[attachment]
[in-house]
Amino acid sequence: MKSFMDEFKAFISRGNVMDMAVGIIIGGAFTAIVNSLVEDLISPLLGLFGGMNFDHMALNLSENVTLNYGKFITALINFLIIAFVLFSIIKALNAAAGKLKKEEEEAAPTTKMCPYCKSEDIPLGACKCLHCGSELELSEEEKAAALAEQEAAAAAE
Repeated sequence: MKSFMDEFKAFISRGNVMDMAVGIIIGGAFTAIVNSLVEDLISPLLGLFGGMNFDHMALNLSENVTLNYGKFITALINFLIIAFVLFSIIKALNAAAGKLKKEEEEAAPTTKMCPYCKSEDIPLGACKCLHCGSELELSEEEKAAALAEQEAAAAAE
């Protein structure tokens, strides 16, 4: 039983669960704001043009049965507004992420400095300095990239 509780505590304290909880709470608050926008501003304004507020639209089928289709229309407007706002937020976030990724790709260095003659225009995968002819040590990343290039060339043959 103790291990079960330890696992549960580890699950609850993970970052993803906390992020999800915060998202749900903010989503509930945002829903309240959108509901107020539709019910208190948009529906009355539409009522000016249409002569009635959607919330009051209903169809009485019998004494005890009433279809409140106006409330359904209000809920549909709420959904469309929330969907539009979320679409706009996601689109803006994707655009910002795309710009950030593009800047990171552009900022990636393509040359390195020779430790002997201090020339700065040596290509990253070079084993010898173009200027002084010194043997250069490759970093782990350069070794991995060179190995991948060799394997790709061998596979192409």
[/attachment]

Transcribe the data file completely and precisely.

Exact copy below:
[in-house]
Amino acid sequence: MKSFMDEFKAFISRGNVMDMAVGIIIGGAFTAIVNSLVEDLISPLLGLFGGMNFDHMALNLSENVTLNYGKFITALINFLIIAFVLFSIIKALNAAAGKLKKEEEEAAPTTKMCPYCKSEDIPLGACKCLHCGSELELSEEEKAAALAEQEAAAAAE
Repeated sequence: MKSFMDEFKAFISRGNVMDMAVGIIIGGAFTAIVNSLVEDLISPLLGLFGGMNFDHMALNLSENVTLNYGKFITALINFLIIAFVLFSIIKALNAAAGKLKKEEEEAAPTTKMCPYCKSEDIPLGACKCLHCGSELELSEEEKAAALAEQEAAAAAE
């Protein structure tokens, strides 16, 4: 039983669960704001043009049965507004992420400095300095990239 509780505590304290909880709470608050926008501003304004507020639209089928289709229309407007706002937020976030990724790709260095003659225009995968002819040590990343290039060339043959 103790291990079960330890696992549960580890699950609850993970970052993803906390992020999800915060998202749900903010989503509930945002829903309240959108509901107020539709019910208190948009529906009355539409009522000016249409002569009635959607919330009051209903169809009485019998004494005890009433279809409140106006409330359904209000809920549909709420959904469309929330969907539009979320679409706009996601689109803006994707655009910002795309710009950030593009800047990171552009900022990636393509040359390195020779430790002997201090020339700065040596290509990253070079084993010898173009200027002084010194043997250069490759970093782990350069070794991995060179190995991948060799394997790709061998596979192409």